PROVIDENCE, R.I. [Brown University] — As a high school student, Abigail Siegel had a natural aptitude for math but had trouble envisioning how she might turn her interest into a career. Fast forward seven years, and today, the young professional is working in cyber security and software engineering.
What inspired her career trajectory? She credits [email protected], a mathematics program for high schoolers held at Brown University each summer. Founded and led by Brown's Institute for Computational and Experimental Research in Mathematics, one of just six federally funded math institutes in the nation, the program’s mission is to cultivate interest, inspire confidence and instill a sense of belonging for girls exploring math and science fields.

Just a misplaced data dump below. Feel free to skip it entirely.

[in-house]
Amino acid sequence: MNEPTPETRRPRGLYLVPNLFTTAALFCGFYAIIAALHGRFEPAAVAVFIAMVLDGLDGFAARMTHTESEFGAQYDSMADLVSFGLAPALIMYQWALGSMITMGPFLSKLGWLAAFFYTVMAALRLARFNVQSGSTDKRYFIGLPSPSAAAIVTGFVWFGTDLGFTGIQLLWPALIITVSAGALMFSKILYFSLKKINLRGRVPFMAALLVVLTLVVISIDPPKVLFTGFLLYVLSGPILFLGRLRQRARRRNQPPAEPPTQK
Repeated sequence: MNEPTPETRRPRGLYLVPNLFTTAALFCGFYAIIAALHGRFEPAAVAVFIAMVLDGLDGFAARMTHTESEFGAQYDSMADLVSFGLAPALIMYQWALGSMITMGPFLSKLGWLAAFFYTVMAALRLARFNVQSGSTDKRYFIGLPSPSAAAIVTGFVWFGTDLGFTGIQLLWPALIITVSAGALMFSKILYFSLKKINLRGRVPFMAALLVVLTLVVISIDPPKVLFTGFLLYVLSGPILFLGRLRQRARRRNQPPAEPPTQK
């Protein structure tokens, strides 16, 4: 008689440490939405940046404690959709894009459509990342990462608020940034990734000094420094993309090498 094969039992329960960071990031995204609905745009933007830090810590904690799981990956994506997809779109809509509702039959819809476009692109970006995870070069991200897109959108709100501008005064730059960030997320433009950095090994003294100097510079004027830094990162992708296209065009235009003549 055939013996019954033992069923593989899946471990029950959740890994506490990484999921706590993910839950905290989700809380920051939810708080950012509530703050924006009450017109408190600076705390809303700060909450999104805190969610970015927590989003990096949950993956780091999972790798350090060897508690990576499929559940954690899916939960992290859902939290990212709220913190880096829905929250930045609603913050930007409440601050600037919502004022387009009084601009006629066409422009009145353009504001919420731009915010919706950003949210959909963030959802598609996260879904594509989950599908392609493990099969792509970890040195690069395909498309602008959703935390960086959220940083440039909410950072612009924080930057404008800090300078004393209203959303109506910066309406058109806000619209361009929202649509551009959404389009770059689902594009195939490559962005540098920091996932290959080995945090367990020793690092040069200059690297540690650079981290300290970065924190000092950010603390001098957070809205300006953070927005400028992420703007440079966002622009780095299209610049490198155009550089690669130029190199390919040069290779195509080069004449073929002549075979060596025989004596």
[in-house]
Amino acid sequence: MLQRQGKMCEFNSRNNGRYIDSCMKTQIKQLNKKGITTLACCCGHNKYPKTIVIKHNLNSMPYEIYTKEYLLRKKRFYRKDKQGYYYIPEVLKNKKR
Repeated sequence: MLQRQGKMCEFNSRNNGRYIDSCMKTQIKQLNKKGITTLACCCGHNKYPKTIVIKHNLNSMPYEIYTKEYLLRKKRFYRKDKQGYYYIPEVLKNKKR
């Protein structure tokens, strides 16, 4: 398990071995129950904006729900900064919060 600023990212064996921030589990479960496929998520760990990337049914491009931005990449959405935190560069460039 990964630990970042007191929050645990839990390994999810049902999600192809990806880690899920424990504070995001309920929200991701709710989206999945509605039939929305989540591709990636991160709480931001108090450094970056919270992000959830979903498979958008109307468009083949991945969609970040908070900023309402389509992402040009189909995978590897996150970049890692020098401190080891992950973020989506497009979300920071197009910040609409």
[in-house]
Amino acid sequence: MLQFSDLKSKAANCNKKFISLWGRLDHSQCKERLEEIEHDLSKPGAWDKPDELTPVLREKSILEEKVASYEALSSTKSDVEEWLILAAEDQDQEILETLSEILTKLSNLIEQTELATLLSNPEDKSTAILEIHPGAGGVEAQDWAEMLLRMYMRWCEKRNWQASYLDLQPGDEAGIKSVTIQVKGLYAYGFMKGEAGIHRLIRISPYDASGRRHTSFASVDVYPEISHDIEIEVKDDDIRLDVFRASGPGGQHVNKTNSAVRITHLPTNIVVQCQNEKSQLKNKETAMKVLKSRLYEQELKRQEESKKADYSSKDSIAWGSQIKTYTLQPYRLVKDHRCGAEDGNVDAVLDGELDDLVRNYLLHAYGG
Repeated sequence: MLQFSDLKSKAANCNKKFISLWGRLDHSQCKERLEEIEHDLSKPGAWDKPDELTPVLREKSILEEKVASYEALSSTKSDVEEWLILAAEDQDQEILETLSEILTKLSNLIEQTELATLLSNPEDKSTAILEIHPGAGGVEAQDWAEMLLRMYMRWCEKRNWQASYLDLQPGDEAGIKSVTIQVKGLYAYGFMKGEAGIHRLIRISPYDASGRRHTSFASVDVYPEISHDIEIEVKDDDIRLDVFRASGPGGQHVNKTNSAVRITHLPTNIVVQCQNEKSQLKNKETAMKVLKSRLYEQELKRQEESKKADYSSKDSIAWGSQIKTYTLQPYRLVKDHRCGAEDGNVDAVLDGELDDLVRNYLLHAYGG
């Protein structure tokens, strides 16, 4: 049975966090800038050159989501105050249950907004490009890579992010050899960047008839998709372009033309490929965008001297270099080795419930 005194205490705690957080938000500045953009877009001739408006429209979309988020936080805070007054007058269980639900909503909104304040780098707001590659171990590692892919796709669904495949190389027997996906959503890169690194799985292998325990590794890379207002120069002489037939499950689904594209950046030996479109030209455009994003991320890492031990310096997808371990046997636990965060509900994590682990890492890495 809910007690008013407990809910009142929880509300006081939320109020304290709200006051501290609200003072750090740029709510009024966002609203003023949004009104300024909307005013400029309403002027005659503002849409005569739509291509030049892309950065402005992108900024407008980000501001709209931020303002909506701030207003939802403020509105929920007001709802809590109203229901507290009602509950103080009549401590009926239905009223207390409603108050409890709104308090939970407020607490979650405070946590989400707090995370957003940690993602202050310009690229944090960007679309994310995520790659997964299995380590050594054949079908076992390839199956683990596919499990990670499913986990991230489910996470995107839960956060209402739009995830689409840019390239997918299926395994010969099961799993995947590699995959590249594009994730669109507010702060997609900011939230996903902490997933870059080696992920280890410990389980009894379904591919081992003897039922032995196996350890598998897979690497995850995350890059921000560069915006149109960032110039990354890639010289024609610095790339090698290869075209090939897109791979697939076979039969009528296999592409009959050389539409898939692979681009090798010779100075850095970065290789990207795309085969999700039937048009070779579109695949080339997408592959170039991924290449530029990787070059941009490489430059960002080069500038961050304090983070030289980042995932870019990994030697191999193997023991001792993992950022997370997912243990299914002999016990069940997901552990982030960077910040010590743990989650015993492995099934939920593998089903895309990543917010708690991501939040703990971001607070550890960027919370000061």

"Girls Get Math was the first time I wrote any code," Siegel said. "I had zero exposure to computer science and knew nothing about computers, and I wouldn't have started learning about computer science when I did or at all if it wasn't for Girls Get Math."
That summer, Siegel was one of 25 high school students — rising sophomores and juniors from all over Rhode Island — who came to Providence for the five-day mathematics program. Through hands-on activities, games, interactive lectures and daily computer labs, Girls Get Math encourages students to explore mathematical topics in an open and encouraging setting. The program features a daily theme, covering topics across cryptography, data science, prime numbers, factoring and mathematical modeling. To learn about computer imaging, for example, students studied the math behind the image filters they use every day on Instagram.